Surprisingly, we can resolve many issues just by listening about them. In many cases, the people having issues cannot put their thoughts together, but actually know the resolution.

For example, you sometimes ask your family what to wear that day, but you get irritated when you get irrelevant advice.

In fact, you know what you want to wear, so what your family can do is just listen to you.

The same applies to government offices.

It is important for government offices to listen routinely to what the person concerned says, not only to listen momentarily to implement existing government’s measures.

Listening to what those people are concerned about and thinking about what we could do for them sometimes enable us to find a solution.


If the government sets targets which are not suitable for actual situations or unrealistic targets, how do you react and deal with them?


The government makes political measures from the macroeconomic point of view, and people in the actual situations deal with the matters from the microeconomic point of view (in other words, the microeconomic perspective does not help form political measures).

I recognize that some government’s political measures are not suitable for actual situations and cannot fulfill the needs of actual fields, and this is inevitable.

Resources which help achieve the missions of your organization are not only the budget but also human resources and available outsourcing.

With this fact in mind, even if political measures don’t match the needs of actual fields, I try to find the ways to link them together indirectly and to connect them by using a broad point of view.

For example, Osaka Prefecture introduced a political measure to support industries where the life science and alternative energy industries were selected as growing fields among various fields under the concept, “selection and concentration”.

However, industrial composition varies in Osaka, so that only a small number of companies can catch up with this measure which is promoting only specific fields, and many of them don’t bother to try.

On the other hand MOBIO (Osaka Prefectural manufacturer support organization) is flexible for such various industrial clusters and supports companies trying to reform management and to launch new fields.

While supporting various businesses, we may find companies related to bioscience and alternative energy, we, then, can link those companies to the macroeconomic policy.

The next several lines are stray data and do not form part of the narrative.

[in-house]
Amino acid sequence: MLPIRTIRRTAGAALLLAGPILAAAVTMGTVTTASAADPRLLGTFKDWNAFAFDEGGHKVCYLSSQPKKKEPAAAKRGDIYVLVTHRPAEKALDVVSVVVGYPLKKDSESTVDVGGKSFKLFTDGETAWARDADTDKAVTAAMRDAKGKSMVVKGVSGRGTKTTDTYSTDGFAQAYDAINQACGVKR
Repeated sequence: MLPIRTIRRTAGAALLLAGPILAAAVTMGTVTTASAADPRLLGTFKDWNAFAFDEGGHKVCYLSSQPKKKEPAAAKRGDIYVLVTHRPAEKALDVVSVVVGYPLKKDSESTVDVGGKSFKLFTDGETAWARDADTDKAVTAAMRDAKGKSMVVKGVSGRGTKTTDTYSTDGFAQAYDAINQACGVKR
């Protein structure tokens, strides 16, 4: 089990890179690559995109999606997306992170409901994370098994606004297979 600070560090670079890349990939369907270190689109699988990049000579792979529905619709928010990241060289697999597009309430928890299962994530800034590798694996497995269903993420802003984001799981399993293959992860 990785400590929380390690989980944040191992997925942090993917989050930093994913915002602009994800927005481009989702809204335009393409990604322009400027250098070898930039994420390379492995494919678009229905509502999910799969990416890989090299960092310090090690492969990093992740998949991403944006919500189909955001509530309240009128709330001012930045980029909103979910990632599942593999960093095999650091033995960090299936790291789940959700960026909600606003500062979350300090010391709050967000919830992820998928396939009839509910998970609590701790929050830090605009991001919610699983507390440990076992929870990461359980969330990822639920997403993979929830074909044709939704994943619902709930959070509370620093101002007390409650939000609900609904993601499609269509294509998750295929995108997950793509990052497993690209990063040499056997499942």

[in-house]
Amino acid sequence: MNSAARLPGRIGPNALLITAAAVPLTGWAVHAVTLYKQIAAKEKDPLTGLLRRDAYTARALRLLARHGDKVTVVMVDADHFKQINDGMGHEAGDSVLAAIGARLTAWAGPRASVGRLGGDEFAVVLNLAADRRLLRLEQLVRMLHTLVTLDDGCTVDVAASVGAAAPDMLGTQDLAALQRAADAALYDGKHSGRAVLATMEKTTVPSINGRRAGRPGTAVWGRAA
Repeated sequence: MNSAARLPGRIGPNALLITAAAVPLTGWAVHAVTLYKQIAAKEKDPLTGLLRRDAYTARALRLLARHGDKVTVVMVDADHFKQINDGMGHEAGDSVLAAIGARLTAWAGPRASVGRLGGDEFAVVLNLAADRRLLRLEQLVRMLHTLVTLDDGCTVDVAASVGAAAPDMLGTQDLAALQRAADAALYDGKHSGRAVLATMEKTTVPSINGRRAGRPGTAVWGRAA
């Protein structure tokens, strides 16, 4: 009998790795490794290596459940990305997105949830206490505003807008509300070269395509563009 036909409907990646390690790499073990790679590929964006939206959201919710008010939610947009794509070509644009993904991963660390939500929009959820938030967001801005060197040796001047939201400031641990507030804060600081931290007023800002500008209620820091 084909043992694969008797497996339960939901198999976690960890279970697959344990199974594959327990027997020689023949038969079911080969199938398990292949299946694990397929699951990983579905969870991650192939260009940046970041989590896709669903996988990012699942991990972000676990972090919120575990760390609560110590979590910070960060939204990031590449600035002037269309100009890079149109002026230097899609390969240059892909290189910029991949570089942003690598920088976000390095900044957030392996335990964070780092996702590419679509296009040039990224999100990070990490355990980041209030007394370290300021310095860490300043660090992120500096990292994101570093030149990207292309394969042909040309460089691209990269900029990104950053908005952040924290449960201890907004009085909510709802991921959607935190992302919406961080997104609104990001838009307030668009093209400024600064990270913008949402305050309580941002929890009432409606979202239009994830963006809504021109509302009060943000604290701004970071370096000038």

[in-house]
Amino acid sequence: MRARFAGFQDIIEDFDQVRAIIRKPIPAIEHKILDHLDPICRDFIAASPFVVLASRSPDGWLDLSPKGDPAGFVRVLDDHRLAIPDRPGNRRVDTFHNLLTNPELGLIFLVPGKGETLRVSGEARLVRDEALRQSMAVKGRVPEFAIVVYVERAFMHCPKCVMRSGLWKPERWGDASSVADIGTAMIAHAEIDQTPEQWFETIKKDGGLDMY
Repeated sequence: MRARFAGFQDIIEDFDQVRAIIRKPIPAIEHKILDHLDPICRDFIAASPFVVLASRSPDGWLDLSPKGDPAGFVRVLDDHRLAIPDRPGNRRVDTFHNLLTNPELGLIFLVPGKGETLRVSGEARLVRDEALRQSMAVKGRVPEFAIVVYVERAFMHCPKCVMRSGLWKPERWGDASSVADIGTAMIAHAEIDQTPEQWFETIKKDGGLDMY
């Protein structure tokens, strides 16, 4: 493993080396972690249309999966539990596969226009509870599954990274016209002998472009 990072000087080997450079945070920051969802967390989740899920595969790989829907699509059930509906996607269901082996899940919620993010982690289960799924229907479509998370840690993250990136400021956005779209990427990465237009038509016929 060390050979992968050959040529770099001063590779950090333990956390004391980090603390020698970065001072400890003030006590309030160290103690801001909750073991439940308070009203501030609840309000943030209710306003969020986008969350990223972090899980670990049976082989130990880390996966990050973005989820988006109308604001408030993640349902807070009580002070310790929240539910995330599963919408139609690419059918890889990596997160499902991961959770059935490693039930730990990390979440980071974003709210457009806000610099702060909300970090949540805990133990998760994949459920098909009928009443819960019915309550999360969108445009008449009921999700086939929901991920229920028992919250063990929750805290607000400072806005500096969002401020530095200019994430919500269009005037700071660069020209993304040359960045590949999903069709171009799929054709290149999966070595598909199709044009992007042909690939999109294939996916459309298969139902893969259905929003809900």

In the role of central or state government, they sometimes set political measures to promote specific fields; however, from the point of view of nurturing supporting industries, the field does not matter.

Let’s say even if the political measures don’t match directly to the company’s situation, as long as the mission of the company is not wrong, they can carry on dealing with actual work until the government complain.

Probably, you would be frustrated by worrying about an evaluation, as you ignore the measures as an organization.

However, you cannot do anything due to constitutional differences between macroeconomics and microeconomics.

Discordance between political measures and missions, and a feeling of being rewarded is rather good, so it is important to compromise to make the measures and actual needs closer.

Only the people working in the actual fields like us can link them.


There are many participants who are government officers claiming that politicians set political measures just to win the election.


We have been through political interventions in Japan, too.

The more bribery and corruption cases were revealed repeatedly, the better regulations to prevent them have been introduced.

For example, nowadays, if a request for disclosure of “mediation mails” is made, all of them must be disclosed, so political interventions cannot be made openly.

Although there might be infrastructure and projects according to politicians’ conveniences, there is no use in criticizing them as government officers as long as they are lawful.

Government officers should skilfully utilize what comes up as a result of those projects to make use for the actual fields as much as possible.

If you still don’t like it, you cannot help but ignore it.

Sep 26, 2019

【The Voice of Professional】Mr. Makoto RYOKE, Osaka Prefectural Government [2]

Did you enjoy this interview article? We would love to receive questions for Mr. Ryoke from you.
You can ask anything. Please send your questions to this email address.

(Interviewed by Satimi OKUMURA, PREX staff)

  • Date : September 26, 2019
  • Name : Okumura